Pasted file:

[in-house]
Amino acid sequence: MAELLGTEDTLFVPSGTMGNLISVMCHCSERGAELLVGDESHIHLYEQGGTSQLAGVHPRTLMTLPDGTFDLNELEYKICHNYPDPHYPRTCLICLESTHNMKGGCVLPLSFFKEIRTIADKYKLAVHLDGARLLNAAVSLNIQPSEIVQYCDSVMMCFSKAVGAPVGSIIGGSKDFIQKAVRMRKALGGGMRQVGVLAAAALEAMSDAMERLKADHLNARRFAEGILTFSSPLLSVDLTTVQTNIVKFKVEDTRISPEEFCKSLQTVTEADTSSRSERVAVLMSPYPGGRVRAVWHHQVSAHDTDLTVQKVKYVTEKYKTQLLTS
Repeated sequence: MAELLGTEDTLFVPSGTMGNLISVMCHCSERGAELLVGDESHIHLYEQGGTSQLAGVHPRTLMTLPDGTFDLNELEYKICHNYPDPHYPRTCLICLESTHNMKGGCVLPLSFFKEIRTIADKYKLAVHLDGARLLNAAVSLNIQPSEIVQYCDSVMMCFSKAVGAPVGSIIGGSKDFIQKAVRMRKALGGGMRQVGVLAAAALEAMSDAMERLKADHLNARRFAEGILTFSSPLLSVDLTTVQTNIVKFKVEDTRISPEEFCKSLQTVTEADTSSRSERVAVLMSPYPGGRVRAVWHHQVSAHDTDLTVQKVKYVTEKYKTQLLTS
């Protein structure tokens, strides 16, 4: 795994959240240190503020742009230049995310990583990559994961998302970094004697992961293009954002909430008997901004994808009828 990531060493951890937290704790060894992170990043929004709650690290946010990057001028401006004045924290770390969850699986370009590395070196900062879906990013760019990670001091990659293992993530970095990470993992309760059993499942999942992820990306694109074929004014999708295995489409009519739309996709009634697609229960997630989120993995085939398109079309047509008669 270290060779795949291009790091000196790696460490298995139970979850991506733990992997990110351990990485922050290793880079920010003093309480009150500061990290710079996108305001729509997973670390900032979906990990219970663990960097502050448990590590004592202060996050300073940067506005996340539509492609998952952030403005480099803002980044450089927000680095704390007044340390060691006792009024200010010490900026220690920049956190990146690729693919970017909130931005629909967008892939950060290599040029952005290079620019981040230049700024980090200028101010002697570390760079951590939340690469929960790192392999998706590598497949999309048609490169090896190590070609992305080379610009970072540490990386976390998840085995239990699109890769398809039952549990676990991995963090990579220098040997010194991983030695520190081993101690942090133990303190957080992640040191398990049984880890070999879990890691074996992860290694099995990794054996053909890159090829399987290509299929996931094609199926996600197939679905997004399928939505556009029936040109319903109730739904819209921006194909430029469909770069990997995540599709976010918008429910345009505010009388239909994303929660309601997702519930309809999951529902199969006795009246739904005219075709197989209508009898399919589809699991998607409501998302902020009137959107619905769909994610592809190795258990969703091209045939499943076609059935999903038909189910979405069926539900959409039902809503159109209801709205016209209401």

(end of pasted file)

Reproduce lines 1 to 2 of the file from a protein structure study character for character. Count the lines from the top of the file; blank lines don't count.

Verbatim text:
[in-house]
Amino acid sequence: MAELLGTEDTLFVPSGTMGNLISVMCHCSERGAELLVGDESHIHLYEQGGTSQLAGVHPRTLMTLPDGTFDLNELEYKICHNYPDPHYPRTCLICLESTHNMKGGCVLPLSFFKEIRTIADKYKLAVHLDGARLLNAAVSLNIQPSEIVQYCDSVMMCFSKAVGAPVGSIIGGSKDFIQKAVRMRKALGGGMRQVGVLAAAALEAMSDAMERLKADHLNARRFAEGILTFSSPLLSVDLTTVQTNIVKFKVEDTRISPEEFCKSLQTVTEADTSSRSERVAVLMSPYPGGRVRAVWHHQVSAHDTDLTVQKVKYVTEKYKTQLLTS